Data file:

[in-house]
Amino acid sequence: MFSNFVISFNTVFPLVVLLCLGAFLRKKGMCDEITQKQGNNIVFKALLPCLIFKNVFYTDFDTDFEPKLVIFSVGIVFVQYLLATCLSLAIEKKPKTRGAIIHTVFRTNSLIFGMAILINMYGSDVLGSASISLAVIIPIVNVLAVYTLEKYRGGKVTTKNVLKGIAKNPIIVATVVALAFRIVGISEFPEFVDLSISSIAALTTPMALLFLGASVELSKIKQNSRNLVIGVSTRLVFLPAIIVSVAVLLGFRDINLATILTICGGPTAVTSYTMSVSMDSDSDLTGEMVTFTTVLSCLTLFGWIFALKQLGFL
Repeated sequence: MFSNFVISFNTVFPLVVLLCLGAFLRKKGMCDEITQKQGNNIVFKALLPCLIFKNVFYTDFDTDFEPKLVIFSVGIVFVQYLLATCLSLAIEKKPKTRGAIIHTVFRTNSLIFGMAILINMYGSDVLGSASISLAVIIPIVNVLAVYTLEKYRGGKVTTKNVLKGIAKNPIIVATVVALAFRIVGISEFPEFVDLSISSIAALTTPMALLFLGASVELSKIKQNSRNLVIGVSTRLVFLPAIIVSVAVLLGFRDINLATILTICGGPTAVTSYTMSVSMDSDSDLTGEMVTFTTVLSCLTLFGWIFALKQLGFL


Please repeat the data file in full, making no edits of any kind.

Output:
[in-house]
Amino acid sequence: MFSNFVISFNTVFPLVVLLCLGAFLRKKGMCDEITQKQGNNIVFKALLPCLIFKNVFYTDFDTDFEPKLVIFSVGIVFVQYLLATCLSLAIEKKPKTRGAIIHTVFRTNSLIFGMAILINMYGSDVLGSASISLAVIIPIVNVLAVYTLEKYRGGKVTTKNVLKGIAKNPIIVATVVALAFRIVGISEFPEFVDLSISSIAALTTPMALLFLGASVELSKIKQNSRNLVIGVSTRLVFLPAIIVSVAVLLGFRDINLATILTICGGPTAVTSYTMSVSMDSDSDLTGEMVTFTTVLSCLTLFGWIFALKQLGFL
Repeated sequence: MFSNFVISFNTVFPLVVLLCLGAFLRKKGMCDEITQKQGNNIVFKALLPCLIFKNVFYTDFDTDFEPKLVIFSVGIVFVQYLLATCLSLAIEKKPKTRGAIIHTVFRTNSLIFGMAILINMYGSDVLGSASISLAVIIPIVNVLAVYTLEKYRGGKVTTKNVLKGIAKNPIIVATVVALAFRIVGISEFPEFVDLSISSIAALTTPMALLFLGASVELSKIKQNSRNLVIGVSTRLVFLPAIIVSVAVLLGFRDINLATILTICGGPTAVTSYTMSVSMDSDSDLTGEMVTFTTVLSCLTLFGWIFALKQLGFL